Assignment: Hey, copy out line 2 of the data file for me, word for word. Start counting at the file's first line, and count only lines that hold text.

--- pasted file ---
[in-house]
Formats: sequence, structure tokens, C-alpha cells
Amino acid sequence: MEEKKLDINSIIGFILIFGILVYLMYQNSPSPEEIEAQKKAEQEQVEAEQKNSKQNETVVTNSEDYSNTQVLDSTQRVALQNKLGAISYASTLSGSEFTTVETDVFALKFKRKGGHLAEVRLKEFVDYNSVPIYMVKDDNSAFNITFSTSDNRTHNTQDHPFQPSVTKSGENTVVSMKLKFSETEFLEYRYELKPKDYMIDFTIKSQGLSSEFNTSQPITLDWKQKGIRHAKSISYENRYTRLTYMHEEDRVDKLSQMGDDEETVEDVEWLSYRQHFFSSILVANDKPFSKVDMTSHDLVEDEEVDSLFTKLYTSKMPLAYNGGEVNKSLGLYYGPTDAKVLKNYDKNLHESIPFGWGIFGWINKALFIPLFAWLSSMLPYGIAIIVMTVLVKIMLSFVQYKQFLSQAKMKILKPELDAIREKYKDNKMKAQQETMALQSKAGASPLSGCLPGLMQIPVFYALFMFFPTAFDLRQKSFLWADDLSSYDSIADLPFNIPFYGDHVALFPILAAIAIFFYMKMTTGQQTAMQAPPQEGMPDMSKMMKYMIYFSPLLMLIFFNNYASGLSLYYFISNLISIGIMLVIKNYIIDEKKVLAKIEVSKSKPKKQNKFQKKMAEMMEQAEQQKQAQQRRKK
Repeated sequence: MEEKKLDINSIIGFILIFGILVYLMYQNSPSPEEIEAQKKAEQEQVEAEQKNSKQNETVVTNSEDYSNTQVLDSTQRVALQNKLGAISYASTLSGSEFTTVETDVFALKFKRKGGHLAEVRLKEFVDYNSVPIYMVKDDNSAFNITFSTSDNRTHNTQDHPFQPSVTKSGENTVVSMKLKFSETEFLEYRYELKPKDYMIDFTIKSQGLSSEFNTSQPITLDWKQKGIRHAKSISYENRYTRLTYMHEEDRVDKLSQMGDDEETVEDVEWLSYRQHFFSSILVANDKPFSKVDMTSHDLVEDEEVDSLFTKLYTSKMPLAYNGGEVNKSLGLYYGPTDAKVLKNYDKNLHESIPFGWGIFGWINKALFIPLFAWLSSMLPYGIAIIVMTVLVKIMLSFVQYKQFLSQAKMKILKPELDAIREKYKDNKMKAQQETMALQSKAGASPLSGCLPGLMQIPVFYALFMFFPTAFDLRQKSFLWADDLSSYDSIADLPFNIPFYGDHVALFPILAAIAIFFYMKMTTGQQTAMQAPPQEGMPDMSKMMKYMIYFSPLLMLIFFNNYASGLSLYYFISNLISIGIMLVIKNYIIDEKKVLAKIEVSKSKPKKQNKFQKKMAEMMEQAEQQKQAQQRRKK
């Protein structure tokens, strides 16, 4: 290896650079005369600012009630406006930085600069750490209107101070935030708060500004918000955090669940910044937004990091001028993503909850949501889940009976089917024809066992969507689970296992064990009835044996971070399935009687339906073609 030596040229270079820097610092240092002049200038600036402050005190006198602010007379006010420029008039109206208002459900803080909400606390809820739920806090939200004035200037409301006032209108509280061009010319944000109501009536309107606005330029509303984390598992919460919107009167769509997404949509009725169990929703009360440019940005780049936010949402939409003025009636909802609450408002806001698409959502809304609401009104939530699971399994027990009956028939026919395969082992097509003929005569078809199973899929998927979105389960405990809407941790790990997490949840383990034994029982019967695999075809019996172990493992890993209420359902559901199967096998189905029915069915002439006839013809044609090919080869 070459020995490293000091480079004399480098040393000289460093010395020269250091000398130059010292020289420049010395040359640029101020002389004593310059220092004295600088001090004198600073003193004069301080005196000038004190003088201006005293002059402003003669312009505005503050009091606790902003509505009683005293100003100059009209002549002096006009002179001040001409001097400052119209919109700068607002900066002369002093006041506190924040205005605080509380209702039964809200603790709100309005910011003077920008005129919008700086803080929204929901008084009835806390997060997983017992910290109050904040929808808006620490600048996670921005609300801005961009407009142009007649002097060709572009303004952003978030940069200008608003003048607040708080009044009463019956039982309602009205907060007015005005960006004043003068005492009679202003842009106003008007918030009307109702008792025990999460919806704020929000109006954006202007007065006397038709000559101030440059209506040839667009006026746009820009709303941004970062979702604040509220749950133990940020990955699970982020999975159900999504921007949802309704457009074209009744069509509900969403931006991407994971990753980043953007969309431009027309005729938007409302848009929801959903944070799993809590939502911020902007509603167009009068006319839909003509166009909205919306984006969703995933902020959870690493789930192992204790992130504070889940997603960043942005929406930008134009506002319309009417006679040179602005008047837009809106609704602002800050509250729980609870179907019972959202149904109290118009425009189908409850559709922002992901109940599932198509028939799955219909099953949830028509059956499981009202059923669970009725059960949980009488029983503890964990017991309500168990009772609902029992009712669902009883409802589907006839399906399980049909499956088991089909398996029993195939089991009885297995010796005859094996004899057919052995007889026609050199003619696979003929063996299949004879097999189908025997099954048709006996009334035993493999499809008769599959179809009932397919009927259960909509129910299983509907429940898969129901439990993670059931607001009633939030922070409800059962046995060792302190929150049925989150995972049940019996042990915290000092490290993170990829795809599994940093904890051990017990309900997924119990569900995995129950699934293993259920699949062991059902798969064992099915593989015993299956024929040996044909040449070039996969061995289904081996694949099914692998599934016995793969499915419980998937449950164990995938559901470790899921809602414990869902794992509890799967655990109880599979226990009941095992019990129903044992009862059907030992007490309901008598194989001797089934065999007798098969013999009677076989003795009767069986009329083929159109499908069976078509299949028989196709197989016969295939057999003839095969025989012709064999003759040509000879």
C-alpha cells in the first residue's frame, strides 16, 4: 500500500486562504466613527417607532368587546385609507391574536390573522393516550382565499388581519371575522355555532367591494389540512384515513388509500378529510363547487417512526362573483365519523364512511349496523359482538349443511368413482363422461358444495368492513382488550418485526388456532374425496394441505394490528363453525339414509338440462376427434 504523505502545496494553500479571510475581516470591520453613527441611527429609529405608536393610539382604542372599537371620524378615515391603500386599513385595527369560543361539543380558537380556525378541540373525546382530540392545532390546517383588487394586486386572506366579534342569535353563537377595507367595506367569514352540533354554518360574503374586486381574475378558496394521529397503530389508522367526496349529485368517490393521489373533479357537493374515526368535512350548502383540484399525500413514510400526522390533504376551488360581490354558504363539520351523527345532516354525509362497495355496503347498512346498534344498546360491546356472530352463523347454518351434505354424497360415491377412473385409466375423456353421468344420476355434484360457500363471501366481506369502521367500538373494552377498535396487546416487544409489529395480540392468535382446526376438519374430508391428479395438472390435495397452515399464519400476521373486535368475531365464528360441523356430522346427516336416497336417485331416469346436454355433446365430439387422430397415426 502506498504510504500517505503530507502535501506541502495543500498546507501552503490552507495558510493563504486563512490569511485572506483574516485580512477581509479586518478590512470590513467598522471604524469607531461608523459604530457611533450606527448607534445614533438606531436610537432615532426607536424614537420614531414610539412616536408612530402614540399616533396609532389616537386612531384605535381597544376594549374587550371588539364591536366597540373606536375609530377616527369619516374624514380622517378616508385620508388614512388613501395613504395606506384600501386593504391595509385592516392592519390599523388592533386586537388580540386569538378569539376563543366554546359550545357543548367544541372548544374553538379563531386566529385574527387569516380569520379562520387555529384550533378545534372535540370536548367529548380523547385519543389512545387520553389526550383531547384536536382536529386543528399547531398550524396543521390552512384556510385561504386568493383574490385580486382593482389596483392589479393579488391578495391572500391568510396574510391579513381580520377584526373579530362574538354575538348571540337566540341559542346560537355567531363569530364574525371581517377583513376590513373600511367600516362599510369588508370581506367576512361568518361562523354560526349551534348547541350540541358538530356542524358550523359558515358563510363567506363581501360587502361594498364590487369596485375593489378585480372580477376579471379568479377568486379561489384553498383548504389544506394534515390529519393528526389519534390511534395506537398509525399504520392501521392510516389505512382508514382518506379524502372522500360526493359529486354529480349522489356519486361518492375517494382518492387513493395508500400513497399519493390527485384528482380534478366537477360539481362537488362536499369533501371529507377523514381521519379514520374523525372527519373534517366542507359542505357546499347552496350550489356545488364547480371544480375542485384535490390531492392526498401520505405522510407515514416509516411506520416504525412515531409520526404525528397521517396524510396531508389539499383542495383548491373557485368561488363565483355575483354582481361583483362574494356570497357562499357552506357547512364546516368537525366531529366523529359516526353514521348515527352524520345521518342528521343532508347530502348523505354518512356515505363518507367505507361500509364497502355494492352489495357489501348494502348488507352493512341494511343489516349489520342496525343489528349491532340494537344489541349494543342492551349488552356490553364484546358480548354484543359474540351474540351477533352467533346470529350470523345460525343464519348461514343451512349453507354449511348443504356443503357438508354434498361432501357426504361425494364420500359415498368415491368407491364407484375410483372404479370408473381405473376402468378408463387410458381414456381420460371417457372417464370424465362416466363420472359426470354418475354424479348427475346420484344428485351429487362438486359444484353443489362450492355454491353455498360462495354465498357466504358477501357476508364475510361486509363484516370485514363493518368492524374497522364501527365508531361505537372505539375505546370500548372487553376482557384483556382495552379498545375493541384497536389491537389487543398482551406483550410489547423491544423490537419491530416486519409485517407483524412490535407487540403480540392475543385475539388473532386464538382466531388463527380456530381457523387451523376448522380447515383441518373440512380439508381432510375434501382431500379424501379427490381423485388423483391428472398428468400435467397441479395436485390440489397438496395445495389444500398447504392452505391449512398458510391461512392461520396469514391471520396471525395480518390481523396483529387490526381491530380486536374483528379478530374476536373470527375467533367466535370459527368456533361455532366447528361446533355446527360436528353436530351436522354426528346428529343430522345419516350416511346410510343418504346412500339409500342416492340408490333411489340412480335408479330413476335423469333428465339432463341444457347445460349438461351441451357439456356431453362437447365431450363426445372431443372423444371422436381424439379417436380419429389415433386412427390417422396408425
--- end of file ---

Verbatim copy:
Formats: sequence, structure tokens, C-alpha cells